Dil Bechara Music Review Rating: 3/5 (Three Stars)
The untimely death of Sushant Singh Rajput, the heart-aching topic of The Fault In Our Stars, instruments orchestrated by AR Rahman, assembling the team of singers like Arijit Singh, Mohit Chauhan, Raja Kumari, Sunidhi Chauhan, Jonita Gandhi, having lyrics penned by Amitabh Bhattacharya – has this album every ingredient to be memorable? YES! But, will it be? Let’s see!
THIS WILL GROW! A potential AR Rahman ‘slow poison’ track which seems pretty ordinary at the first listen. But soon, it’s a rainy day, obviously, you’re having a laid-back evening, your playlist randomly pops this song up and you’re hooked to it. Though I wish the lyrics should’ve been more in the zone of ‘Tu Bole Main Boloon’ from Jaane Tu… Ya Jane Na.
WHERE IS FALSETTO? When you see Mohit Chauhan and Shreya Ghoshal on the credit-list, the song by default gets a bar to touch. This one sounds like straight-out-of dubbed in Hindi Disney films and Shreya Ghoshal straight out of Chaar Kadam from PK (this actually could be a sequel/spin-off to that song). AR Rahman tries hard to lure you into it till the end but the lazy lyrics play a spoil-sport. I was craving for Mohit Chauhan’s falsetto so much so I heard Jo Bhi Main from Rockstar after this.
This could be a good situational song at its best. Trying to be uplifting, the lyrics still aren’t doing any justice to the music. This is when Amitabh Bhattacharya takes himself too seriously to deliver ‘simple’ content. “Aao filmon ke be-adab gaane gaate hai…” Why ‘be-adab’? You either go all relatable or pen an unimaginable fairy-tale crowded with complex words. The fusion of both worlds ultimately confuses the feel. Even the likes of Arijit Singh and Shashaa Tirupati can’t do much to save this sinking boat and point it home.
For the unversed, Saudade in short means ‘the (lost) love that remains’. Halfway into this instrumental heaven, Rahman decides to shut all the instruments and bounce back with a soft Piano and gut-wrenching Violin. That’s when you know you’re listening to something composed by the man himself.
This is basically a pumped-up version of the title track and I’ve no idea who will ask for this? To be fair, this was apt audio for the kind of video title track has but audio-wise, Dil Bechara is supremely better than this one. When the album’s list was out, I thought this will be the title track and Dil Bechara will have a melancholic feel to it. But, alas!
Before I comment anything about the song, there was no need for a character introduction song in this film and this proves why every such song could not be Alizeh (Ae Dil Hai Mushkil). That still stands one of the best character-intro songs ever, and ironically both of them are written by Amitabh Bhattacharya. This one has a vintage bell to its melody which works well to an extent. AR Rahman has worked the most on this song (till now in the album). Be it the number of instruments or their flawless synchronisation. The only thing he misses to sync-in with the song is its words. Both Aditya Narayan and Poorvi Koutish try their best to serve a half-baked song.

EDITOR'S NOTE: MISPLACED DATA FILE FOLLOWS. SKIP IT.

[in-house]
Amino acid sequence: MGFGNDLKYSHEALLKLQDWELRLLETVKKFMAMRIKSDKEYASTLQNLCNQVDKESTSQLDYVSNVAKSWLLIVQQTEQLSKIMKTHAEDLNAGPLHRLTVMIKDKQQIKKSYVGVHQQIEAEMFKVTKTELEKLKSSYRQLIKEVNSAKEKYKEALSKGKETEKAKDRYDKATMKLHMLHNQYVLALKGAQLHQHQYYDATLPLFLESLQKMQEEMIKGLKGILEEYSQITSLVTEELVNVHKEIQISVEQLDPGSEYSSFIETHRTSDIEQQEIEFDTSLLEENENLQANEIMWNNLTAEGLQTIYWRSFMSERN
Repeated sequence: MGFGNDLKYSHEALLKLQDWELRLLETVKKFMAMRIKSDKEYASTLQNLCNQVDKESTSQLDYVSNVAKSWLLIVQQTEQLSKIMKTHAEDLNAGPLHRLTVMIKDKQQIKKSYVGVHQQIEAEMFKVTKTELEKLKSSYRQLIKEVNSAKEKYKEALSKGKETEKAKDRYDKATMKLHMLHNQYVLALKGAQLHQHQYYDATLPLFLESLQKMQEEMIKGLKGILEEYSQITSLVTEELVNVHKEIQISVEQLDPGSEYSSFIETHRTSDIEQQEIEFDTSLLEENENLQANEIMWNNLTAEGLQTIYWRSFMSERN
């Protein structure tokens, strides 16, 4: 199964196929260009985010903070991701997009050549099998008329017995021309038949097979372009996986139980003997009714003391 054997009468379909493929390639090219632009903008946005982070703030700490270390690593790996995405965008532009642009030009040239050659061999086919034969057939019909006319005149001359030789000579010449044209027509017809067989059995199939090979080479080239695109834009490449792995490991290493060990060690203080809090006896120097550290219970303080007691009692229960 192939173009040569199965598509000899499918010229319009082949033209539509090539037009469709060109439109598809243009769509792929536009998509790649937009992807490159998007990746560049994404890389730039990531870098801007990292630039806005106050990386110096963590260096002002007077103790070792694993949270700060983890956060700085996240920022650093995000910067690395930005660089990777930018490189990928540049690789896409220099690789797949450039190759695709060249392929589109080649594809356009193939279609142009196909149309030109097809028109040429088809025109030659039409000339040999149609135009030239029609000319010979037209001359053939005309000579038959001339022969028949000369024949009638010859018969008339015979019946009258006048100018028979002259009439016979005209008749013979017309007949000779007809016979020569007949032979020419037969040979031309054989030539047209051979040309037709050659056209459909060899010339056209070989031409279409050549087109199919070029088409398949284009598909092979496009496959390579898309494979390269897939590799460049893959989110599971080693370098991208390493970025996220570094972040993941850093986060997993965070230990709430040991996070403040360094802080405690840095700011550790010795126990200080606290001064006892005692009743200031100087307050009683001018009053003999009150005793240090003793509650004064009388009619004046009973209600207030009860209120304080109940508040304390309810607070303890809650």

This is where Rahman takes everything up a notch. From last song’s vintage feel to an Arabic touch in this one, it’s a brilliant transition. Will immediately remind you of Mayya Mayya (also by Rahman) and to an extent even Ruby Ruby (also by Rahman). The audio mastering in this one is surely best of the lot till now. It’s backed by very powerful voices of Sanaa Moussa and Raja Kumari. Best served when high!
Don’t blame it on me because every song of this album initially reminds you of other songs. With this, Rahman tries to mimic the magic of Matargashti (Tamasha). Nowhere near it, but this one has its own fun rhythm. Very ordinary lyrics holds the song back from being the fun anthem it could’ve been. Hriday Gattani and Sunidhi Chauhan do well in cranking up the enthusiasm.
Finally, saving best for the last, a song to satisfy the sadist in me. This feels like a song from some another film made just for the climax of this one. AR Rahman calms down himself for Main Tumhara and this has the melancholic feel I was expecting from the title track. Hriday Gattani and Jonita Gandhi pour in their souls along with their voice. “Main jaado ke maheene ki tarah, aur tum ho pashmeene ki tarah” – THIS is what Amitabh Bhattacharya sounds like. Transits you to another world and exactly the song you hunt for in an ARR album.
All said and done, the lyric department in most of the songs struggles to match the wonder orchestrated by AR Rahman. There, of course, are a couple of hidden gems in there but rest of the album doesn’t meet the high expectations which are always at by-default settings when it comes to the maestro of music.